In 2016, Jeb Bush, the first two-term Republican governor for the state of Florida, was anticipated to do well in the Republican primaries, due to his political clout and experience. When it came to the debates however, Bush was thoughtful and slow, yet undynamic, earning himself the nickname ‘Low Energy Jeb’. It wasn’t long before Bush found it difficult to shake the branding and after finishing fourth in South Carolina and blowing through $130 million dollars, he dropped out of the race early.
Following the success of this attack, the creator of that nickname, Donald Trump continued to assign nicknames to his competitors. Marco Rubio became ‘Little Marco’,  John Kasich, ‘1 for 38 Kasich’,  a reference to how few primary contests he had won, while Ted Cruz was given the epithet ‘Lyin’ Ted’ . When Trump finally faced Clinton in the presidential race, he branded her ‘Crooked Hillary’
While these nicknames may appear to simply lampoon political opponents, when these reductive labels - pigeon-holing a person or group into a simple category and assigning names and/or beliefs to that category.
are repeated ad nauseum - repeating something over and over again, until it forms a mental association and/or becomes perceived as truth.
, they exploit an interesting glitch in the human psyche that equates repetition with truth. The act of nicknaming builds familiarity or “fluency” in the minds of an audience. When an individual hears something for a second or third time, the brain is able to process that information faster and then mistakes that ‘fluency’ for a sense of truth. This process creates an effect known as illusory truth, (or the illusion of truth effect) by which people begin to favor a concept or idea simply because it seems familiar to them. Contrary to what one might expect, illusory truth occurs even when participants know the information they are hearing conflicts with what they already know to be true.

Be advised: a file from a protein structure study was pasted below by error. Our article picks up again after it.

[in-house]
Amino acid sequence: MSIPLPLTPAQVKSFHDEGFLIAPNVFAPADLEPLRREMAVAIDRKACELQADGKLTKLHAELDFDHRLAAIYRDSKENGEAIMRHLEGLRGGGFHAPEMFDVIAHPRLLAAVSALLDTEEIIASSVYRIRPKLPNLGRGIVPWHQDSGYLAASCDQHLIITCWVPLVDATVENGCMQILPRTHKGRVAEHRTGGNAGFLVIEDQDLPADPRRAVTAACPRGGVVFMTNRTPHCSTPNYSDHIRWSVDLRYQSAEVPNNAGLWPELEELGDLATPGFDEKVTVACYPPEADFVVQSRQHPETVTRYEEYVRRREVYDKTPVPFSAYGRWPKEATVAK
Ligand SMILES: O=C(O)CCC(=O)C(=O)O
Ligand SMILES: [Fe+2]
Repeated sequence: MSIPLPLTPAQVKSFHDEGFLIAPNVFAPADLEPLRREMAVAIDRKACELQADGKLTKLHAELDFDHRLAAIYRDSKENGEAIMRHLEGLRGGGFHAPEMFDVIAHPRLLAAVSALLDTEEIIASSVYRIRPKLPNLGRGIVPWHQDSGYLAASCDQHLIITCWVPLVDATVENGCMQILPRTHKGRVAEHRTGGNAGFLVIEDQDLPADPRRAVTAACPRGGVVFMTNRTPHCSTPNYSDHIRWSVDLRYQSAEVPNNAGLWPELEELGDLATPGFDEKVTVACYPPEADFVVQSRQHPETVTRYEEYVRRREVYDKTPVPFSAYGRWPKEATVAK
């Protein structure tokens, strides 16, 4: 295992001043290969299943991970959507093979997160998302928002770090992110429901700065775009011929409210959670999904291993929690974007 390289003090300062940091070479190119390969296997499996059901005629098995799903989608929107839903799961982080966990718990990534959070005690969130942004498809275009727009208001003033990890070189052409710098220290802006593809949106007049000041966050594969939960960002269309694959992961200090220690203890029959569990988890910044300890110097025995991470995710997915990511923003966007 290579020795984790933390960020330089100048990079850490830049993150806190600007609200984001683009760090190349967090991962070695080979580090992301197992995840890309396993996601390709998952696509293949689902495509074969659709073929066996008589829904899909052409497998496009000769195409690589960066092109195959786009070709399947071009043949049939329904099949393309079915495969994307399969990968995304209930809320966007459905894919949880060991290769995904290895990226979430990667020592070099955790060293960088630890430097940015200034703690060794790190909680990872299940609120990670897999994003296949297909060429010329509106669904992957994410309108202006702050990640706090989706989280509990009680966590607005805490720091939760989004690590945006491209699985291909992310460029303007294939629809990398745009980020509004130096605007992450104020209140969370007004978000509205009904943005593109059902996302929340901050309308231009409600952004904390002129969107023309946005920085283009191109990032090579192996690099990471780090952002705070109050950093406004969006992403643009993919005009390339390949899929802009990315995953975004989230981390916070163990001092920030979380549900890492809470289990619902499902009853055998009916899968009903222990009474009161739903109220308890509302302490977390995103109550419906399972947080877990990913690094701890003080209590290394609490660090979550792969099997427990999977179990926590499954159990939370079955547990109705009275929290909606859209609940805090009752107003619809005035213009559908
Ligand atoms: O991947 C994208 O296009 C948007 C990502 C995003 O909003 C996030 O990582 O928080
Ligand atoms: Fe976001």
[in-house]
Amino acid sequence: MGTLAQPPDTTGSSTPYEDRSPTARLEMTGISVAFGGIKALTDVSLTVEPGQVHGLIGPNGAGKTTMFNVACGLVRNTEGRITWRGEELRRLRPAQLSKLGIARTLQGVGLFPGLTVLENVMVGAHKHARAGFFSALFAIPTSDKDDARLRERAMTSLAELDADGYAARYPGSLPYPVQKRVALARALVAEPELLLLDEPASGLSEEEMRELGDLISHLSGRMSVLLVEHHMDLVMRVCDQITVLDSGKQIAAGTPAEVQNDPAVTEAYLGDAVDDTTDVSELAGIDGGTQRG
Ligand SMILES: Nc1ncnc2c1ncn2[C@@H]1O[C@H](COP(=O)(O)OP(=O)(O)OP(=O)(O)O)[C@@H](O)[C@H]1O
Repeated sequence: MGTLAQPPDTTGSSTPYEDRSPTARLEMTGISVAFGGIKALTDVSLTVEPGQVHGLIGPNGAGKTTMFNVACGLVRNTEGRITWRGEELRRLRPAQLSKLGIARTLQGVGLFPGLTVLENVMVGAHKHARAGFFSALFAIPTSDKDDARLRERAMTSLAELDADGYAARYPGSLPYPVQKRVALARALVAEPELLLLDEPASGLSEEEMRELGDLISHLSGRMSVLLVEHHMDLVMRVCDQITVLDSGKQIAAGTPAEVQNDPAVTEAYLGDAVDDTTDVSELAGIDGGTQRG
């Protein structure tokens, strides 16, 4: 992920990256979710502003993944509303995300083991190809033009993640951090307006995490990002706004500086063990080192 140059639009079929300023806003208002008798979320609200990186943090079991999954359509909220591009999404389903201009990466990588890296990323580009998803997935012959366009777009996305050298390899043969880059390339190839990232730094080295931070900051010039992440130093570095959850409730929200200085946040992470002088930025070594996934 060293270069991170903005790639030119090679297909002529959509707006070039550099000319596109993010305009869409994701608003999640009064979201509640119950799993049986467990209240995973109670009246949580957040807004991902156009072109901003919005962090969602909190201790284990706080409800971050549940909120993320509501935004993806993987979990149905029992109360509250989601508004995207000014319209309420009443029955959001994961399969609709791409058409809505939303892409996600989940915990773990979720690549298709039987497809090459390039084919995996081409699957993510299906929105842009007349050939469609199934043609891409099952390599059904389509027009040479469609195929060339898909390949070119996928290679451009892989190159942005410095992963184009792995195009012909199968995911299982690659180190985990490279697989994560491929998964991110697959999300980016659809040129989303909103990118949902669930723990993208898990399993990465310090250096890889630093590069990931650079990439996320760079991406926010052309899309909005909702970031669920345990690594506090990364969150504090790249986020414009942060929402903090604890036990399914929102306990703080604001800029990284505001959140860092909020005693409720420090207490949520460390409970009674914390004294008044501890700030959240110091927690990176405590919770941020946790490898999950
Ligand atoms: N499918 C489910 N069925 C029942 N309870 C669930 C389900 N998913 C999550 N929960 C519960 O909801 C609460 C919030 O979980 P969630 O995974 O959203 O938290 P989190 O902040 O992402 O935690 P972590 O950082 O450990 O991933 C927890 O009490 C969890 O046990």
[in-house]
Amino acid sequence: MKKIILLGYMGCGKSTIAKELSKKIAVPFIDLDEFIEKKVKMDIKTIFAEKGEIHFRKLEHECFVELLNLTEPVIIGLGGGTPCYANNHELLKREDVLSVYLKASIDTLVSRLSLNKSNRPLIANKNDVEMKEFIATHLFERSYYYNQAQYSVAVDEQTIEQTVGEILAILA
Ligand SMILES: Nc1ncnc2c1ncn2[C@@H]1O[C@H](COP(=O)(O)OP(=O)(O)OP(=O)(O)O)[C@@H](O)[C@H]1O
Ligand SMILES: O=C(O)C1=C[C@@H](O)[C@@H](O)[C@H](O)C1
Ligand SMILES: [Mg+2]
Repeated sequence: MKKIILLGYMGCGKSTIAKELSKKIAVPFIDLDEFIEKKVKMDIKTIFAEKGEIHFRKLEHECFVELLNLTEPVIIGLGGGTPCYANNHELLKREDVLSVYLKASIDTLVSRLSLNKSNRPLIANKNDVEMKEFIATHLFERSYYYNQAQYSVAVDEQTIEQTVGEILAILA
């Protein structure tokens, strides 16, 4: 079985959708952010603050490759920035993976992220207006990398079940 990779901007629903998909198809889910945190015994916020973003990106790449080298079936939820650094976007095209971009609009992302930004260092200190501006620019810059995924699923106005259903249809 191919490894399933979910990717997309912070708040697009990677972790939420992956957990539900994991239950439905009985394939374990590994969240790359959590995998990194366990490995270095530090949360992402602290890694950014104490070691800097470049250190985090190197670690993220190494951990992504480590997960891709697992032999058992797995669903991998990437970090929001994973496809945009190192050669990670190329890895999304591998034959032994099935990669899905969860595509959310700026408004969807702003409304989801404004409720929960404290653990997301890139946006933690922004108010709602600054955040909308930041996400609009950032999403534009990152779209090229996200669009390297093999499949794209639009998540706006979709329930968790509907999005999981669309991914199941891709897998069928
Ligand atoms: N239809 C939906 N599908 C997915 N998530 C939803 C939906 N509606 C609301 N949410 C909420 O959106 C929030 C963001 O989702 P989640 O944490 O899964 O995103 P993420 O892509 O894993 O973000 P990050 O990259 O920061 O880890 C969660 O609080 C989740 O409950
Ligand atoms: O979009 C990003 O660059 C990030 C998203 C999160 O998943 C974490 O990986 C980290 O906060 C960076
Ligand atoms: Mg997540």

The exploitation of this foible of human psychology is not exclusive to Donald Trump, as the same method was used effectively by Churchill over 50 years earlier. In a vicious comparison to a circus attraction, Churchill ridiculed former Labour Prime Minister, James MacDonald, calling him the ‘Boneless Wonder’, serving as a constant reminder to his lack of principle and indecisiveness when it came to domestic policies. Royal Navy Officer, Admiral Roebuck was also taunted by Churchill in this way. After having retreated from the Dardanelles Campaign in World War I, he was assigned the nickname ‘Admiral Row-Back’. These damning epithets ensured that these figures were forever wedded to their weakest moments in the eyes of the public.
What also makes the array of nicknames so effective is the combination of simplicity and familiarity that provokes the illusory truth effect. Thus, the act of repeating something, even if known to be repugnant, can eventually generate a sense of comfort. Nicknames that rely on racial stereotypes are good examples of this. Trump’s depiction of Elizabeth Warren as ‘Pocahontas’ plays on this approach, normalizing it until it becomes an amusing punchline. Churchill often took stabs at Gandhi, who he thought to be an elitist, posing as a champion of the downtrodden. Angered that he had been invited to the peace conferences taking place in London between Britain and India, Churchill began referring to Gandhi as ‘Half-naked Fakir’. Even if the audience would not otherwise have condoned the use of racial slurs, the nickname condensed this generally unappealing message into a more digestible phrase which can create a sense of familiarity and ultimately agreement, while also be defended as harmless and jocular.
The nicknames employed by Trump and Churchill range from humorous, witty retorts to cruel, personalized attacks that seek to bully an opponent into submission or out of the public’s favor. What they reveal, however, beyond the nature of those who wield them, is our own vulnerability that predisposes us to assimilate them.